MEAN (Angular 4) stack example demonstrating sever-side analytics normally done with R
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README.md

Server-Side R Dataframe Demo

Server-side R is a bit misleading, but it makes a great conversation starter :)

In this repo, I presented the beginnings of an effort to move some of the analytics normally performed in R into Typescript. The beauty of Typescript is that it provides a strongly-typed, OOP paradigm for application and library development that is similar to what I enjoyed with C++/STL and Actionscript 2/3 to a lesser extent.

Since Typescript exports to JS, it is also possible to exploit the exact same libraries client- or server-side (using NodeJS/Express for the latter).

In previous demos, I took the infamous 'usedcars.csv' file used in the book 'Machine Learning in R' by Lantz and performed the same analytics in Typescript that were used in the book. The server code in those demos simply returned the raw information to define a dataframe and all analytics were performed on the client.

Sometimes, client-side analytics makes sense as it offers an opportunity to offload the server. In other applications, it may be desirable to perform all analytics server-side and only pass summary information to the client.

This demo illustrates such an approach using the traditional MEAN stack with Angular 4 as the client. The used car raw data is stored in a Mongo DB, which is queried on the back end. The Typescript Math toolkit (precompiled to JS) is used to define a dataframe and perform cross-tab analytics. Summary results are passed to the client for formatting in a simple table.

Note that this is not a MEAN tutorial or an introduction to that stack. Some familiarity with Node/Express is required.

Author: Jim Armstrong - The Algorithmist

@algorithmist

theAlgorithmist [at] gmail [dot] com

Typescript: 2.2.3

Node: 8.1.4

Express: 4.15.2

Angular: 4.0.0

Angular CLI: 1.0.0

Version: 1.0

Installation

Installation involves all the usual suspects

  • node/npm and Angular CLI installed globally
  • you may wish to have Mongo installed locally on your machine
  • Clone the repository
  • follow complete setup and install instructions below
  • get coffee (this is the most important step)

Layout

The code is organized in two folders, server and src. The former contains all the Node/Express JS files as well as a lib folder for all the Typescript Math Toolkit files used in the analysis.

The src folder is the same folder generated by the Angular CLI. The server folder contains its own package.json file with some useful pre-defined scripts..

Setup

The first order of business is to setup the Mongo database. This can be done locally or with a hosting service. I chose the latter and hosted a DB at mLab. Setup is so simple that even a mathematician like me can do it! They also provide me with dummy-proof instructions like how to import data into a collection with mongoimport . So, I can do more math and less data wrangling :)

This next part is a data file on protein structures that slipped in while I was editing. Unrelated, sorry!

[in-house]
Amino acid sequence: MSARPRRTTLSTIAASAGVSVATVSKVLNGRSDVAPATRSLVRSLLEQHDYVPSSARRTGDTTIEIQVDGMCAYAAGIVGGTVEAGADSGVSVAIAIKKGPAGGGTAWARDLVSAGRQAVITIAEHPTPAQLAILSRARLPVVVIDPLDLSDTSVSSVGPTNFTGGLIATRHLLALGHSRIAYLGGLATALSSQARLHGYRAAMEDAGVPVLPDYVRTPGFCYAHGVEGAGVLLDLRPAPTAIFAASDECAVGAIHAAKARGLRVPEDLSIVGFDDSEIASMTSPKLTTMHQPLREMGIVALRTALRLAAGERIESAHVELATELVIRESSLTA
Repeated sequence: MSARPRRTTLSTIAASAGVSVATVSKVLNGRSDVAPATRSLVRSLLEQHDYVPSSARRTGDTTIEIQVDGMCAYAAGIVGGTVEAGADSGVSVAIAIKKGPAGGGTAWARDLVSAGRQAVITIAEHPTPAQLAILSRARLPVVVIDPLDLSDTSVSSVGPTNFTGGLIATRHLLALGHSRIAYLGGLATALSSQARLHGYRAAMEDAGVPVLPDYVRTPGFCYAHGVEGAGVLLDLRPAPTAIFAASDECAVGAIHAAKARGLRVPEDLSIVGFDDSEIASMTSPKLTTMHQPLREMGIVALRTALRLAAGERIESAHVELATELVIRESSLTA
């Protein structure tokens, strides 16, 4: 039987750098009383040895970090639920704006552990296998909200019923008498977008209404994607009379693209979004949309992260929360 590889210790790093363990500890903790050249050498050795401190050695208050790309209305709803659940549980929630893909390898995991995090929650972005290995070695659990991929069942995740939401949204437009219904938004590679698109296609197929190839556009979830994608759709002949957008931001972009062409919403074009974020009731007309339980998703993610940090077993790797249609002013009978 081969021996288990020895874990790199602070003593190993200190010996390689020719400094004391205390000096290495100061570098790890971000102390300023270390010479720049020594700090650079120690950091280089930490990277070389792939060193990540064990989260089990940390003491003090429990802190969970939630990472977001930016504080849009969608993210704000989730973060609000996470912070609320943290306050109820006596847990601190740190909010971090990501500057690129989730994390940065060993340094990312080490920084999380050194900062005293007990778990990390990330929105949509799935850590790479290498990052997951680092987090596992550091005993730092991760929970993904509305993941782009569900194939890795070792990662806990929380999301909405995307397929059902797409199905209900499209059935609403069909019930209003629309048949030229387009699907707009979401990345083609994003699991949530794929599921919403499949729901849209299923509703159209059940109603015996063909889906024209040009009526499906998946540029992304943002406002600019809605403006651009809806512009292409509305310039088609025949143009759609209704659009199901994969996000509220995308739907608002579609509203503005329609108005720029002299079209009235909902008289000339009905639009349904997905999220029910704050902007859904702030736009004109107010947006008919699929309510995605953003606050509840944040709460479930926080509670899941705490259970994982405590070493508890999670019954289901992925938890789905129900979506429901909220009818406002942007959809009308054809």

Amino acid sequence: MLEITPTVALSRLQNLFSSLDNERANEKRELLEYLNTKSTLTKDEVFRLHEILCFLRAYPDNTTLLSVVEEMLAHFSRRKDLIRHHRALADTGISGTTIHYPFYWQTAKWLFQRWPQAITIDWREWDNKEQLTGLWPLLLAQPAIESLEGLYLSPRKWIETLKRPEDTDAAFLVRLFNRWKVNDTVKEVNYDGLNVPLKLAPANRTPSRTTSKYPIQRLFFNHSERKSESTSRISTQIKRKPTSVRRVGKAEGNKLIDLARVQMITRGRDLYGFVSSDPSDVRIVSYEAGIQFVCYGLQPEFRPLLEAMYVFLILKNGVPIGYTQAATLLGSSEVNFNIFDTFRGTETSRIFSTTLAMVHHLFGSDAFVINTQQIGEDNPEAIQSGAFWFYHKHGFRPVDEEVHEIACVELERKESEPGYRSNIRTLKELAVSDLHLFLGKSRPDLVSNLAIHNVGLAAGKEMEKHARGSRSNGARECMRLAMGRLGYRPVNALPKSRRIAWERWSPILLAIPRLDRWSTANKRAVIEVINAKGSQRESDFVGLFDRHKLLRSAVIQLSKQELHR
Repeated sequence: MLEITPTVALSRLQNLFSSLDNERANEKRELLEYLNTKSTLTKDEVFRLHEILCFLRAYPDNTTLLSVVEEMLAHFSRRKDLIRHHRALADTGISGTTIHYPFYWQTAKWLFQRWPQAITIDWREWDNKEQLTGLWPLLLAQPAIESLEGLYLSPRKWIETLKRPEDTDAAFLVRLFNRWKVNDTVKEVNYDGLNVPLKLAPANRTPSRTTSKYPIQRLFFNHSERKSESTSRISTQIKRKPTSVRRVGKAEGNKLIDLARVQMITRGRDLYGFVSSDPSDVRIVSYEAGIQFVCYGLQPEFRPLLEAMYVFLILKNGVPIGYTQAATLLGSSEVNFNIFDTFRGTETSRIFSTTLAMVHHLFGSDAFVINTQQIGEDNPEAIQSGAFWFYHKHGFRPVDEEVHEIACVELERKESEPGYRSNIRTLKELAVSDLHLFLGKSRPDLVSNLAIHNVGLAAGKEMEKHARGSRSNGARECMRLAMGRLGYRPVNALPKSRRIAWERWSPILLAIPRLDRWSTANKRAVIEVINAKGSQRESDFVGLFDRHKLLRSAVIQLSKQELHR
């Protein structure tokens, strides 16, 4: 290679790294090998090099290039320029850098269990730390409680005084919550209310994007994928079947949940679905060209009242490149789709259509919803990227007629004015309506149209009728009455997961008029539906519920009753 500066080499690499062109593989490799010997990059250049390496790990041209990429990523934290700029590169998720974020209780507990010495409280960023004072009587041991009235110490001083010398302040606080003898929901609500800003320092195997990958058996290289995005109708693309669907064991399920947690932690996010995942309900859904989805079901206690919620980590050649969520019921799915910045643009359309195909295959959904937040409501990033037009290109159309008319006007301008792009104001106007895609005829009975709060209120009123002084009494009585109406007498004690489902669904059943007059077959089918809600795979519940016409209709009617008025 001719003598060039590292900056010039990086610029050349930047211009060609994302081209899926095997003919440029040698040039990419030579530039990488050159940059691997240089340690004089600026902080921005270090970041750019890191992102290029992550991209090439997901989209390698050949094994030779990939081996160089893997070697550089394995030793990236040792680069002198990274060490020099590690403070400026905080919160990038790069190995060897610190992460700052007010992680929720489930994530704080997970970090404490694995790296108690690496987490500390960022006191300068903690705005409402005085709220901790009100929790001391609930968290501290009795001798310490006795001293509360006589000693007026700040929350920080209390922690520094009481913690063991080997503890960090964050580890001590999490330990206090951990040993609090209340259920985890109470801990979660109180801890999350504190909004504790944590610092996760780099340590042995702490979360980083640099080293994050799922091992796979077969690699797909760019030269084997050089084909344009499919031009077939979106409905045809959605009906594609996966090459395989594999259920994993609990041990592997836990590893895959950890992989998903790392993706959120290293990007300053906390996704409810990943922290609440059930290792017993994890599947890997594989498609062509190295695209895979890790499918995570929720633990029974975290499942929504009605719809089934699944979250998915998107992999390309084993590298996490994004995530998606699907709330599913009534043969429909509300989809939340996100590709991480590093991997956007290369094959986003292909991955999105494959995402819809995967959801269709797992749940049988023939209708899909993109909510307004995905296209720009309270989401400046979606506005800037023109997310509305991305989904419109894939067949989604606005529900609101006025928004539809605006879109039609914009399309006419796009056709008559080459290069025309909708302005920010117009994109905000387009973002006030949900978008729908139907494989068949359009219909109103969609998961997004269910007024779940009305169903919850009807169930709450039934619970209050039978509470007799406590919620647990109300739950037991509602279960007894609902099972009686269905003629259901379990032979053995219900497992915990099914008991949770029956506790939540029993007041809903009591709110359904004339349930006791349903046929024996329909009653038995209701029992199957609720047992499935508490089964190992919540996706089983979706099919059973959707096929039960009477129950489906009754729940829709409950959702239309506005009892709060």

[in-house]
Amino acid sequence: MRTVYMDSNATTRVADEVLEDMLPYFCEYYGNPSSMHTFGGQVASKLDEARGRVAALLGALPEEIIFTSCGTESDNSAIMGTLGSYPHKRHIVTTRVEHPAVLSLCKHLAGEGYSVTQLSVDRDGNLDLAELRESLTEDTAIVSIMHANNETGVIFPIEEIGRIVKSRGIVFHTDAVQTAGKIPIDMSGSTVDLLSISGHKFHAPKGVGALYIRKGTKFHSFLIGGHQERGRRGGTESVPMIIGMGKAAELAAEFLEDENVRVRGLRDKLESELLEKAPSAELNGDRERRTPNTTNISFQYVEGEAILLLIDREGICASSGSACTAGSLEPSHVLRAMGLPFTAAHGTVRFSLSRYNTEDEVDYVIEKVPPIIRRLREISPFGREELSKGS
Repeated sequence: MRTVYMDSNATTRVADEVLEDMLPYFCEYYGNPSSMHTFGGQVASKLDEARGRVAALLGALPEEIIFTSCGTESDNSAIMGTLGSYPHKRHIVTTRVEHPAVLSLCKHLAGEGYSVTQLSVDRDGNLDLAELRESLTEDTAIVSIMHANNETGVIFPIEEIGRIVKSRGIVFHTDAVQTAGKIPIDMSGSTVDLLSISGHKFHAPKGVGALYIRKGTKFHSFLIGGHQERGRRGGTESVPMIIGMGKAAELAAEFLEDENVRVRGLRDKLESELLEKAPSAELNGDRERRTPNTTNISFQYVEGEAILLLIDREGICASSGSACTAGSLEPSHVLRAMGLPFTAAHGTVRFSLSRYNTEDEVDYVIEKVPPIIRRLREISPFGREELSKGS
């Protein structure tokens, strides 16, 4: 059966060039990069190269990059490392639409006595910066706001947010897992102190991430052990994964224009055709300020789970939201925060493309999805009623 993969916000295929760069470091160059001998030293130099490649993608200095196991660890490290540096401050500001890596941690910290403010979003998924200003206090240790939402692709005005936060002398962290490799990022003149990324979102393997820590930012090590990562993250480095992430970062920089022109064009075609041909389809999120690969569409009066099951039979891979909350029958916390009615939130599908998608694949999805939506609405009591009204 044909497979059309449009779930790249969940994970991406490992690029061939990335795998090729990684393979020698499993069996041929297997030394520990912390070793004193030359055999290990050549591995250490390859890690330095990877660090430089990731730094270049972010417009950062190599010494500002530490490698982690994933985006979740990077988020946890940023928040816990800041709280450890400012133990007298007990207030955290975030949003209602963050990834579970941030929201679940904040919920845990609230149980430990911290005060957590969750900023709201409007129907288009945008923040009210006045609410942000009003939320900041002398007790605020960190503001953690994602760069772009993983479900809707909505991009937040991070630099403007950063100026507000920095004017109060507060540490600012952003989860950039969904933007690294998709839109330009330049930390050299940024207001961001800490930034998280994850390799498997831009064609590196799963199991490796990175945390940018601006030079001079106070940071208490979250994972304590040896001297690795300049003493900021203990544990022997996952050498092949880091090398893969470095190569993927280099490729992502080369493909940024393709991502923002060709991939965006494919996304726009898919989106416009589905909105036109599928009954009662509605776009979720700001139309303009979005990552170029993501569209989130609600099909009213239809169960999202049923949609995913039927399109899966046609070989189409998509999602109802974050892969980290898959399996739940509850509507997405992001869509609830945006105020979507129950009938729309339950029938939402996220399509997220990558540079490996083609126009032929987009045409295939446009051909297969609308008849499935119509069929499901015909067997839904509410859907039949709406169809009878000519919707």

The DB can be called whatever you want, but the schema presumes a collection titled cardata . Look in the server/data folder and locate the usedcars.csv file. That is the data that needs to be imported into the cardata collection. The import can be performed via any means that suits your preferred workflow.

Next, locate the variables.env file in the server folder. Edit the file and set the location to your Mongo database in the DATABASE variable. For the mLab-hosted DB (which I named 'usedcars'), the setting looks something like

DATABASE=mongodb://<user>:<pass>@<db-id>.mlab.com:47267/usedcars

where is the DB user, is the password setup when the user is defined, and the remaining information is provided when the database is setup.

The remaining variables may be left as-is.

If you changed the port from 8000, then edit the following lines in the src/app.component.ts file,

 this._service.getData('http://localhost:8000/api/getData')
 .subscribe((data: Response) => this.__onServiceComplete(data.json()));

so that the service call is consistent with your setup.

Build and Run

First, run npm install from the server folder. After installation, use the command

npm run-script build-lib

to compile the Typescript libraries to JS.

npm start will start the server on port 8000 unless you defined another port in the variables.env file or no port is defined in which case it defaults to 7777.

Next, execute npm install in the main folder followed by ng build to build the client.

There is no benefit to be realized from AOT compilation, so the main Angular component is not setup for static analysis. Building and executing Angular in dev mode is fine for this project.

Before running the demo, check the DB connection and data. I used Postman to execute a GET on http://localhost:8000/api/getData. You should receive an Object with summary data. Don't worry if it does not make sense; that's for math bozos like me to worry about :)

Once the connection and data is good, simply type in http://localhost:8000 (or whatever port you set up) into your friendly neighborhood browser and you should see the summary statistics displayed.

Note that there is an underlying presumption in the code that the client is served from the dist folder created by the CLI during the client build process.

There isn't much to the client side of this demo. The important thing to note is that it's the same Typescript library whether the analytics are performed on the client or the server. Along with async/await and the continuing performance increases in JS VM's, I think this provides yet another great selling point for sever-side JS.

If only you understood the power of the math side ...

License

Apache 2.0

Free Software? Yeah, Homey plays that